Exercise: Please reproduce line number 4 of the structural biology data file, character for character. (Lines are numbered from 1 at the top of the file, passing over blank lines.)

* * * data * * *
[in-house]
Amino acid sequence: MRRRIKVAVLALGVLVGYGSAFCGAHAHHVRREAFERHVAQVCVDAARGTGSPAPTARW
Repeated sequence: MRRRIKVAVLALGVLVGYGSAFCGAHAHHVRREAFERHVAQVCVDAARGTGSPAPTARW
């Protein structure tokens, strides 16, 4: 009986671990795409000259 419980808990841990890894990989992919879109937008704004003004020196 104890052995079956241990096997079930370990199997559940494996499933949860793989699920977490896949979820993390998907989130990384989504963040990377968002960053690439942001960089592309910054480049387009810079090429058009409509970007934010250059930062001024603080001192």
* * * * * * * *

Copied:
């Protein structure tokens, strides 16, 4: 009986671990795409000259 419980808990841990890894990989992919879109937008704004003004020196 104890052995079956241990096997079930370990199997559940494996499933949860793989699920977490896949979820993390998907989130990384989504963040990377968002960053690439942001960089592309910054480049387009810079090429058009409509970007934010250059930062001024603080001192």